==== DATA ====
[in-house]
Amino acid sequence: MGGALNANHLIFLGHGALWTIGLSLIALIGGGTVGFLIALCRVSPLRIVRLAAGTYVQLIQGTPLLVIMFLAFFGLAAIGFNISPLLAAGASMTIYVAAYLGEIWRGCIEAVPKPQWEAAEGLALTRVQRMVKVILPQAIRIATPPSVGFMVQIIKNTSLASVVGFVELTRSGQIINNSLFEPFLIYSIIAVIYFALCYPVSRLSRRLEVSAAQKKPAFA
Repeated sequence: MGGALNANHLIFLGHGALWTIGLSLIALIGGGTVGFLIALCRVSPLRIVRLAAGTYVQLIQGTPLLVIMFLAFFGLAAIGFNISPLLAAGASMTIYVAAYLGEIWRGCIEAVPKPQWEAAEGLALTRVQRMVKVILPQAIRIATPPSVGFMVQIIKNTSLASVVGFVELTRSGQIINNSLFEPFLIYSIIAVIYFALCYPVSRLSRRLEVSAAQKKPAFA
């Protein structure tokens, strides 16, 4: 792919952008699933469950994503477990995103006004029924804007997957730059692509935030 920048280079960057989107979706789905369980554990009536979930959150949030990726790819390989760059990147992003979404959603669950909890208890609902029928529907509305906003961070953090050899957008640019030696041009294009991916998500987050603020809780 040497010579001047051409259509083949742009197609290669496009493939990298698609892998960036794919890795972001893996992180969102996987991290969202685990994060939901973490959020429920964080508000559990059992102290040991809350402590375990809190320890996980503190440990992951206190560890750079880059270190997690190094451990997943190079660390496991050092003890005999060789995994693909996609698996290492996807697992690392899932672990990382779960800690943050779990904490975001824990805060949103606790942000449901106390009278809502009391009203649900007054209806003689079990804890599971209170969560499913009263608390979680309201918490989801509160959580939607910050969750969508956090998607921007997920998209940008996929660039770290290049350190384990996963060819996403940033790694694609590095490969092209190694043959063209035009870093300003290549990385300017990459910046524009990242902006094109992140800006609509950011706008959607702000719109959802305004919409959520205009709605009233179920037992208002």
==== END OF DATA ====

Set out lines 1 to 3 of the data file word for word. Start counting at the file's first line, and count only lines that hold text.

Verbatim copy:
[in-house]
Amino acid sequence: MGGALNANHLIFLGHGALWTIGLSLIALIGGGTVGFLIALCRVSPLRIVRLAAGTYVQLIQGTPLLVIMFLAFFGLAAIGFNISPLLAAGASMTIYVAAYLGEIWRGCIEAVPKPQWEAAEGLALTRVQRMVKVILPQAIRIATPPSVGFMVQIIKNTSLASVVGFVELTRSGQIINNSLFEPFLIYSIIAVIYFALCYPVSRLSRRLEVSAAQKKPAFA
Repeated sequence: MGGALNANHLIFLGHGALWTIGLSLIALIGGGTVGFLIALCRVSPLRIVRLAAGTYVQLIQGTPLLVIMFLAFFGLAAIGFNISPLLAAGASMTIYVAAYLGEIWRGCIEAVPKPQWEAAEGLALTRVQRMVKVILPQAIRIATPPSVGFMVQIIKNTSLASVVGFVELTRSGQIINNSLFEPFLIYSIIAVIYFALCYPVSRLSRRLEVSAAQKKPAFA